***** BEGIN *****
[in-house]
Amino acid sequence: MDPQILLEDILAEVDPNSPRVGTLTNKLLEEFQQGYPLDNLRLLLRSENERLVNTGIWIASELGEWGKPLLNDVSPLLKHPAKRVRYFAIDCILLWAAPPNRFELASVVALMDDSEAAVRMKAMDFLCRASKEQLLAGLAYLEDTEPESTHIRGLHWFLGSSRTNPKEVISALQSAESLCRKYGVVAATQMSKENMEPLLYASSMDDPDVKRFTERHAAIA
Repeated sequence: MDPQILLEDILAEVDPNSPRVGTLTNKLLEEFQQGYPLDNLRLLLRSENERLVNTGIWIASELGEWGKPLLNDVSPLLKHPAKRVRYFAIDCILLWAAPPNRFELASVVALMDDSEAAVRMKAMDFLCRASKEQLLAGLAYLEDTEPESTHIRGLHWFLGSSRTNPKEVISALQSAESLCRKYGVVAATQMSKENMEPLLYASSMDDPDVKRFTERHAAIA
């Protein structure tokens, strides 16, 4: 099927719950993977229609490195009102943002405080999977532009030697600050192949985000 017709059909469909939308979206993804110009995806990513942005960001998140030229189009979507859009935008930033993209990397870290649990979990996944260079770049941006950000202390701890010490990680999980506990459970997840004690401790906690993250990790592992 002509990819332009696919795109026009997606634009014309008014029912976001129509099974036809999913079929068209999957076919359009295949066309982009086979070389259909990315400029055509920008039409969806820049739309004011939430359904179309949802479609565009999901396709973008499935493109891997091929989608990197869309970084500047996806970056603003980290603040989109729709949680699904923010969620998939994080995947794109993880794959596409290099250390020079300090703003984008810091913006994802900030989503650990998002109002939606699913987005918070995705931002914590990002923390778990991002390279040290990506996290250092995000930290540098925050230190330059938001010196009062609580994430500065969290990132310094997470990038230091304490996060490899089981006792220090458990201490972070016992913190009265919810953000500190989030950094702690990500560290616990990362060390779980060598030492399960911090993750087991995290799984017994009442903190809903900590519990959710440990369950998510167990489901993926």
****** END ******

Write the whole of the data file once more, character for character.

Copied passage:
[in-house]
Amino acid sequence: MDPQILLEDILAEVDPNSPRVGTLTNKLLEEFQQGYPLDNLRLLLRSENERLVNTGIWIASELGEWGKPLLNDVSPLLKHPAKRVRYFAIDCILLWAAPPNRFELASVVALMDDSEAAVRMKAMDFLCRASKEQLLAGLAYLEDTEPESTHIRGLHWFLGSSRTNPKEVISALQSAESLCRKYGVVAATQMSKENMEPLLYASSMDDPDVKRFTERHAAIA
Repeated sequence: MDPQILLEDILAEVDPNSPRVGTLTNKLLEEFQQGYPLDNLRLLLRSENERLVNTGIWIASELGEWGKPLLNDVSPLLKHPAKRVRYFAIDCILLWAAPPNRFELASVVALMDDSEAAVRMKAMDFLCRASKEQLLAGLAYLEDTEPESTHIRGLHWFLGSSRTNPKEVISALQSAESLCRKYGVVAATQMSKENMEPLLYASSMDDPDVKRFTERHAAIA
């Protein structure tokens, strides 16, 4: 099927719950993977229609490195009102943002405080999977532009030697600050192949985000 017709059909469909939308979206993804110009995806990513942005960001998140030229189009979507859009935008930033993209990397870290649990979990996944260079770049941006950000202390701890010490990680999980506990459970997840004690401790906690993250990790592992 002509990819332009696919795109026009997606634009014309008014029912976001129509099974036809999913079929068209999957076919359009295949066309982009086979070389259909990315400029055509920008039409969806820049739309004011939430359904179309949802479609565009999901396709973008499935493109891997091929989608990197869309970084500047996806970056603003980290603040989109729709949680699904923010969620998939994080995947794109993880794959596409290099250390020079300090703003984008810091913006994802900030989503650990998002109002939606699913987005918070995705931002914590990002923390778990991002390279040290990506996290250092995000930290540098925050230190330059938001010196009062609580994430500065969290990132310094997470990038230091304490996060490899089981006792220090458990201490972070016992913190009265919810953000500190989030950094702690990500560290616990990362060390779980060598030492399960911090993750087991995290799984017994009442903190809903900590519990959710440990369950998510167990489901993926």